Forming the Heart- On Love

Celebrating the Sacraments with Mary
Douglas G. Bushman, S.T.L.
Director, Associate Director
Institute for Pastoral Theology Ave Maria University

August, 2009

The Catechism of the Catholic Church teaches that there is a dialogical structure to the sacraments. "A sacramental celebration is a meeting of Godís children with their Father, in Christ and the Holy Spirit; this meeting takes the form of a dialogue, through actions and words" (1153). The sacraments are dialogical because God has such high regard for our dignity, that is, our free will, our capacity to move ourselves to the good. A great sign of this dignity is the resistance of martyrs to exterior coercion.

Freedom requires knowledge of the truth. We are not ourselves the source of truth. So, while our freedom is genuinely our own, it requires another gift that comes from outside of us, from God, Who is the source of all truth. "The truth will set you free." Since Jesus is the truth, He sets us free. This is the foundation for sacramental dialogue. In the signs and gestures of the liturgy, God makes known to us the truth that He is love and that He desires to love us, here and now, in the sacramental rite. He wants us to know this truth so that we can will what He wills. In the sacraments God says, "I am Love and I desire to love you (give you grace)," and we say, "Amen. Fiat. Let it be done to me according to your word. I want to be loved."

Maryís faith at the Annunciation is the model of our role in liturgical dialogue. We make our own her response of faith to Godís approach of love. The Church Fathers emphasized Godís desire that Mary freely cooperate in the fulfillment of His plan, saying that she conceived the Word of God in her mind by faith before conceiving Him in her womb. God wanted Mary to know what she was consenting to. He made His will known and awaited her response. He wanted to fulfill His promises to save His people through Mary, but He also wanted Mary to be freely united with Him in this purpose.

In Latin Maryís response to Gabriel at the Annunciation is, "Fiat mihi secundum verbum tuum" ("Let it be done to me according to your word"). It seems natural that a human being should respond in this way to what God proposes. This makes it all the more striking to read the words of Jesus to the Centurion (Matt 8:13) and the Canaanite woman (Matt 15:28): "Sicut credidisti fiat tibi," and "Fiat tibi sicut vis," ("As you have believed, let it be for you," and, "Be it done for you as you will"). This shows just how much God desires that we will what He wills, that our desire be one with His desire, that our freedom be aligned with His freedom.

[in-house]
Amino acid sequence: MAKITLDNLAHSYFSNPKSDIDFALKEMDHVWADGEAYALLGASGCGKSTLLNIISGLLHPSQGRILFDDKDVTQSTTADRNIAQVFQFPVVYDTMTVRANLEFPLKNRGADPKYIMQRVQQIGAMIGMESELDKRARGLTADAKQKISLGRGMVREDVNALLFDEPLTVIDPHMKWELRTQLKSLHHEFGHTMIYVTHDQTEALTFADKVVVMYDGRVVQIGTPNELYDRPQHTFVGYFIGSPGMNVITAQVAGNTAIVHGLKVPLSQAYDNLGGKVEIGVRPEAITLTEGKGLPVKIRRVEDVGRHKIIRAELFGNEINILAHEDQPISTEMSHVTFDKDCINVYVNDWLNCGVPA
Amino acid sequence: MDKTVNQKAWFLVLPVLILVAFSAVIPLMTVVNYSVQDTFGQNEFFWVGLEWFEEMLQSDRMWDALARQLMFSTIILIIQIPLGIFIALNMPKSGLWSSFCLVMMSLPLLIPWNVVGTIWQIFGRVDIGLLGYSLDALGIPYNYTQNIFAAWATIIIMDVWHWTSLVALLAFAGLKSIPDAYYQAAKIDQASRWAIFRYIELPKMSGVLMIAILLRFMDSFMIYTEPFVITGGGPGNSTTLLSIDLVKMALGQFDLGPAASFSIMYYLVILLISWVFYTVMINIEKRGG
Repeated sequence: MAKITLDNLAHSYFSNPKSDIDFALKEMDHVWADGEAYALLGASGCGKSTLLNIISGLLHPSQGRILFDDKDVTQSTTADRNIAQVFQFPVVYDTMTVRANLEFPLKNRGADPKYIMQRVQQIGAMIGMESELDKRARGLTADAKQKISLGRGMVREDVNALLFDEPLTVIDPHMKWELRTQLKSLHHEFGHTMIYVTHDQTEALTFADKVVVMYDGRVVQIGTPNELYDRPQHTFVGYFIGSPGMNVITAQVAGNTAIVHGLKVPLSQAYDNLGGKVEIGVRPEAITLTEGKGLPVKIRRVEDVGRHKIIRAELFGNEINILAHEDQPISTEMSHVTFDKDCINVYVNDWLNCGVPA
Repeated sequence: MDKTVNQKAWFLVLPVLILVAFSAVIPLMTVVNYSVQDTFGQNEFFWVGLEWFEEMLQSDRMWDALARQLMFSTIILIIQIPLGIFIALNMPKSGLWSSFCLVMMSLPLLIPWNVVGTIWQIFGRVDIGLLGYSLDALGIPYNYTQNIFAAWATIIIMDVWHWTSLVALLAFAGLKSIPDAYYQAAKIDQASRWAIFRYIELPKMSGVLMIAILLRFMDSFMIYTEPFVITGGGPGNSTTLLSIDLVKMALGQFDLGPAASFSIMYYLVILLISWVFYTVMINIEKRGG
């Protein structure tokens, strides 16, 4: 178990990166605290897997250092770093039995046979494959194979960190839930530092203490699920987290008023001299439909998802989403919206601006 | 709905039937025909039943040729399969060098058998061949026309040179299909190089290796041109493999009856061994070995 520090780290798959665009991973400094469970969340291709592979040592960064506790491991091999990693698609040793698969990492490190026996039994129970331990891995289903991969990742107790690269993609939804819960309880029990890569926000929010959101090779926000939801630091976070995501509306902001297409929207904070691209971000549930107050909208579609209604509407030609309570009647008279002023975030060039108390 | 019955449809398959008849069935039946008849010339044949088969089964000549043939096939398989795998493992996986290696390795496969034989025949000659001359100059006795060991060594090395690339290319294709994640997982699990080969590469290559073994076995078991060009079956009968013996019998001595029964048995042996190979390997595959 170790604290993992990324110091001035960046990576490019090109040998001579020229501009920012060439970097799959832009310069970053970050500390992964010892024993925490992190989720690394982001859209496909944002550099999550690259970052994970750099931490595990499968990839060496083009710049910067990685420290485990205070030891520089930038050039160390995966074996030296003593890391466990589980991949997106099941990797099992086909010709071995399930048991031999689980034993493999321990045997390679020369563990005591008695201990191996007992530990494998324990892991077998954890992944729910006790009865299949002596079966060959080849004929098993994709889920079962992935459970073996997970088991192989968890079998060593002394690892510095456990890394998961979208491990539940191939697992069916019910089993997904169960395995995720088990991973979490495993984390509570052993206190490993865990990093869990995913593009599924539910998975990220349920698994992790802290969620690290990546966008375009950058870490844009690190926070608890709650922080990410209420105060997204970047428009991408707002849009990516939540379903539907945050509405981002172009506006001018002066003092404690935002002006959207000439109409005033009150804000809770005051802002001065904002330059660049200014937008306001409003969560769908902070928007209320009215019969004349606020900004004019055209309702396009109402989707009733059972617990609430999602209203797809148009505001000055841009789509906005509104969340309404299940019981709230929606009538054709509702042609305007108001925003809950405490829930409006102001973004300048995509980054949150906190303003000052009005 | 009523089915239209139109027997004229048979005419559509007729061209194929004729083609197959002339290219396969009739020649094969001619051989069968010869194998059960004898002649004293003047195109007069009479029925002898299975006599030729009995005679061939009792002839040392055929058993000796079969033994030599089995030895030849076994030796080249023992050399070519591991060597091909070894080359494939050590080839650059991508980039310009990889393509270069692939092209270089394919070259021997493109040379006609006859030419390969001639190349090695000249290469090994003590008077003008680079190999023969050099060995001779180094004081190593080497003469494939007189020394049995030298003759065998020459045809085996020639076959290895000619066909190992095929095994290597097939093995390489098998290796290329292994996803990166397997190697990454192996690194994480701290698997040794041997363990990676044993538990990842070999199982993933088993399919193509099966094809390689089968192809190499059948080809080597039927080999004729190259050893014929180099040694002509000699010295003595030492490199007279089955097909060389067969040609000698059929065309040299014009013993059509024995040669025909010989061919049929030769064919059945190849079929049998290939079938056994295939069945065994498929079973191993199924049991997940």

In the liturgy God wants to love us, to overshadow us with His grace, as He did the Virgin Mary. He proposes to us, He invites us, He makes known His desire to love us, waiting for us to say: "Lord, I desire Your love. I need Your love. I want to be loved." At that moment we are one

with Him in this desire, and Jesus can say to us: "As you believe, let it be done according to your will." Thus, in the sacraments, the dialogue begins with Godís initiative of love as He makes known His desire to give Himself to us, and our freedom is informed by this Good News. Then, with Mary, we make our response of faith and ask that what is being signified be done for us. Seeing that our will now conforms to His own, Jesus seems to say in every sacrament: "Let it be done, now, according to your will, too."

Pope John Paul II had in mind Maryís faith at the Annunciation when he wrote that "faith, in its deepest essence, is the openness of the human heart to the gift: to Godís self- communication in the Holy Spirit." Faith receives the truth about Godís love, fully revealed in the Paschal Mystery of Jesus Christ. But if God is love, then He desires to give Himself, to share His life with us, and consequently faith cannot just be an intellectual assent to this truth. It must also be acquiescence to this love, a knowing and deliberate consent actually to be loved. In the sacraments, God both makes known His love and offers it and we, with Mary, assent to the truth that He is love and consent to be loved by Him. As a result of this unity of wills, both God and man can say to one another: "Fiat. Let it be done according to your will."

© Douglas Bushman, S.T.L., used with permission.


 

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